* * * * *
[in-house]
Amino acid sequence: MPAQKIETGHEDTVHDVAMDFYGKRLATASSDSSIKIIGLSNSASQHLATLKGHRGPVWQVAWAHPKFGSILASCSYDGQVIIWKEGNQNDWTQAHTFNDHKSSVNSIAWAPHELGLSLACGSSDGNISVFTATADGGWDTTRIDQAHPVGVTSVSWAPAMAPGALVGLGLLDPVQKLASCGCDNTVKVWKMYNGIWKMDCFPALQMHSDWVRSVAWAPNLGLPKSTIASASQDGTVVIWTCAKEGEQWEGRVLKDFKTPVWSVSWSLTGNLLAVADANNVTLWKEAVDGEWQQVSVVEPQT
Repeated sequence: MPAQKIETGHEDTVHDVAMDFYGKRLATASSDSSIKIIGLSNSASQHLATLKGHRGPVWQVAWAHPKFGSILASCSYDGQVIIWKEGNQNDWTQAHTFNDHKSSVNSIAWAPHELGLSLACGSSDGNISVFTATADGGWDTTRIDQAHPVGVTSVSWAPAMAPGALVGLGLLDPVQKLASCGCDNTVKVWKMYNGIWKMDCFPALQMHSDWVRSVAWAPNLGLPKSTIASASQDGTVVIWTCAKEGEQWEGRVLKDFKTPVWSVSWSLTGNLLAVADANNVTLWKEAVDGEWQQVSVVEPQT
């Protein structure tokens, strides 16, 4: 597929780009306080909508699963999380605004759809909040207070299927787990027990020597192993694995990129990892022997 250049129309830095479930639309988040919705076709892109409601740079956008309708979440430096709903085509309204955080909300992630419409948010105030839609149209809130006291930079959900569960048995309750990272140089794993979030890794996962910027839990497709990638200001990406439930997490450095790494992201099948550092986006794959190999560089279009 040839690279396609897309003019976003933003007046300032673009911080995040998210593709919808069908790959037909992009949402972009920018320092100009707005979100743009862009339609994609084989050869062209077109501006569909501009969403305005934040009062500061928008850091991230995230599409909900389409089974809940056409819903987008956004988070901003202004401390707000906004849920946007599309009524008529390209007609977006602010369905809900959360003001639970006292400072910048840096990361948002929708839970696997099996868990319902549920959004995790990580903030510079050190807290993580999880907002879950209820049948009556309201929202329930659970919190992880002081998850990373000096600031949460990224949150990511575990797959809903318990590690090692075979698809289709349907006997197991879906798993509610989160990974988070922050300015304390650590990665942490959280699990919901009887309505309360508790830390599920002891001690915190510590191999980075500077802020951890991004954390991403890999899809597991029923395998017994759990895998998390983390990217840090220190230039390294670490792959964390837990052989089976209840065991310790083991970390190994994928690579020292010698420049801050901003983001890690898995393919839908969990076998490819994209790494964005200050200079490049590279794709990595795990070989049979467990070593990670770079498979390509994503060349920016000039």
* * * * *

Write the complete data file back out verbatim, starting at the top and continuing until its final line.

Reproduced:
[in-house]
Amino acid sequence: MPAQKIETGHEDTVHDVAMDFYGKRLATASSDSSIKIIGLSNSASQHLATLKGHRGPVWQVAWAHPKFGSILASCSYDGQVIIWKEGNQNDWTQAHTFNDHKSSVNSIAWAPHELGLSLACGSSDGNISVFTATADGGWDTTRIDQAHPVGVTSVSWAPAMAPGALVGLGLLDPVQKLASCGCDNTVKVWKMYNGIWKMDCFPALQMHSDWVRSVAWAPNLGLPKSTIASASQDGTVVIWTCAKEGEQWEGRVLKDFKTPVWSVSWSLTGNLLAVADANNVTLWKEAVDGEWQQVSVVEPQT
Repeated sequence: MPAQKIETGHEDTVHDVAMDFYGKRLATASSDSSIKIIGLSNSASQHLATLKGHRGPVWQVAWAHPKFGSILASCSYDGQVIIWKEGNQNDWTQAHTFNDHKSSVNSIAWAPHELGLSLACGSSDGNISVFTATADGGWDTTRIDQAHPVGVTSVSWAPAMAPGALVGLGLLDPVQKLASCGCDNTVKVWKMYNGIWKMDCFPALQMHSDWVRSVAWAPNLGLPKSTIASASQDGTVVIWTCAKEGEQWEGRVLKDFKTPVWSVSWSLTGNLLAVADANNVTLWKEAVDGEWQQVSVVEPQT
């Protein structure tokens, strides 16, 4: 597929780009306080909508699963999380605004759809909040207070299927787990027990020597192993694995990129990892022997 250049129309830095479930639309988040919705076709892109409601740079956008309708979440430096709903085509309204955080909300992630419409948010105030839609149209809130006291930079959900569960048995309750990272140089794993979030890794996962910027839990497709990638200001990406439930997490450095790494992201099948550092986006794959190999560089279009 040839690279396609897309003019976003933003007046300032673009911080995040998210593709919808069908790959037909992009949402972009920018320092100009707005979100743009862009339609994609084989050869062209077109501006569909501009969403305005934040009062500061928008850091991230995230599409909900389409089974809940056409819903987008956004988070901003202004401390707000906004849920946007599309009524008529390209007609977006602010369905809900959360003001639970006292400072910048840096990361948002929708839970696997099996868990319902549920959004995790990580903030510079050190807290993580999880907002879950209820049948009556309201929202329930659970919190992880002081998850990373000096600031949460990224949150990511575990797959809903318990590690090692075979698809289709349907006997197991879906798993509610989160990974988070922050300015304390650590990665942490959280699990919901009887309505309360508790830390599920002891001690915190510590191999980075500077802020951890991004954390991403890999899809597991029923395998017994759990895998998390983390990217840090220190230039390294670490792959964390837990052989089976209840065991310790083991970390190994994928690579020292010698420049801050901003983001890690898995393919839908969990076998490819994209790494964005200050200079490049590279794709990595795990070989049979467990070593990670770079498979390509994503060349920016000039």